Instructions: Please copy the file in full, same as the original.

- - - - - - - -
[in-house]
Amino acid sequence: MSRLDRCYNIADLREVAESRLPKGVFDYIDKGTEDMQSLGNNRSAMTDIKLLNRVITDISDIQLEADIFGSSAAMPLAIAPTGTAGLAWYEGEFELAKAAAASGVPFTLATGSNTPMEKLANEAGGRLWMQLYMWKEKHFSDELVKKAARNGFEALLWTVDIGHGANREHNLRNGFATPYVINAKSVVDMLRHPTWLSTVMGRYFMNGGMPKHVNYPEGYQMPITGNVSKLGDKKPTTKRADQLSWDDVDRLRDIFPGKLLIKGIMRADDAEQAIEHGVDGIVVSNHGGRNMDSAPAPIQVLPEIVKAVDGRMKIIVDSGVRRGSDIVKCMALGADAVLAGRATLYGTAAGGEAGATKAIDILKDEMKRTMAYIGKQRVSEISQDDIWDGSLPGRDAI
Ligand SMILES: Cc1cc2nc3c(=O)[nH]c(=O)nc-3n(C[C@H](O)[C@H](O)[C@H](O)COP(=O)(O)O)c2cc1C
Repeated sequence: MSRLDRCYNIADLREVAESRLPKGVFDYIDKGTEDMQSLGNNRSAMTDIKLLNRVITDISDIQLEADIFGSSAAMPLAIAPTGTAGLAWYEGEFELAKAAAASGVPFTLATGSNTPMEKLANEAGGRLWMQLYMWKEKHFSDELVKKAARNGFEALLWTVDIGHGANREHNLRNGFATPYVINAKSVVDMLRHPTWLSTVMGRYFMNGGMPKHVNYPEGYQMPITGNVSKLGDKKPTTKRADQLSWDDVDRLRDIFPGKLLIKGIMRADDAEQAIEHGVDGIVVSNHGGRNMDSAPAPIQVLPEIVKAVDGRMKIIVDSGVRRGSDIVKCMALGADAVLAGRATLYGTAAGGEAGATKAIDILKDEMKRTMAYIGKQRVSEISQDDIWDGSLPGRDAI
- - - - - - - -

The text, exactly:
[in-house]
Amino acid sequence: MSRLDRCYNIADLREVAESRLPKGVFDYIDKGTEDMQSLGNNRSAMTDIKLLNRVITDISDIQLEADIFGSSAAMPLAIAPTGTAGLAWYEGEFELAKAAAASGVPFTLATGSNTPMEKLANEAGGRLWMQLYMWKEKHFSDELVKKAARNGFEALLWTVDIGHGANREHNLRNGFATPYVINAKSVVDMLRHPTWLSTVMGRYFMNGGMPKHVNYPEGYQMPITGNVSKLGDKKPTTKRADQLSWDDVDRLRDIFPGKLLIKGIMRADDAEQAIEHGVDGIVVSNHGGRNMDSAPAPIQVLPEIVKAVDGRMKIIVDSGVRRGSDIVKCMALGADAVLAGRATLYGTAAGGEAGATKAIDILKDEMKRTMAYIGKQRVSEISQDDIWDGSLPGRDAI
Ligand SMILES: Cc1cc2nc3c(=O)[nH]c(=O)nc-3n(C[C@H](O)[C@H](O)[C@H](O)COP(=O)(O)O)c2cc1C
Repeated sequence: MSRLDRCYNIADLREVAESRLPKGVFDYIDKGTEDMQSLGNNRSAMTDIKLLNRVITDISDIQLEADIFGSSAAMPLAIAPTGTAGLAWYEGEFELAKAAAASGVPFTLATGSNTPMEKLANEAGGRLWMQLYMWKEKHFSDELVKKAARNGFEALLWTVDIGHGANREHNLRNGFATPYVINAKSVVDMLRHPTWLSTVMGRYFMNGGMPKHVNYPEGYQMPITGNVSKLGDKKPTTKRADQLSWDDVDRLRDIFPGKLLIKGIMRADDAEQAIEHGVDGIVVSNHGGRNMDSAPAPIQVLPEIVKAVDGRMKIIVDSGVRRGSDIVKCMALGADAVLAGRATLYGTAAGGEAGATKAIDILKDEMKRTMAYIGKQRVSEISQDDIWDGSLPGRDAI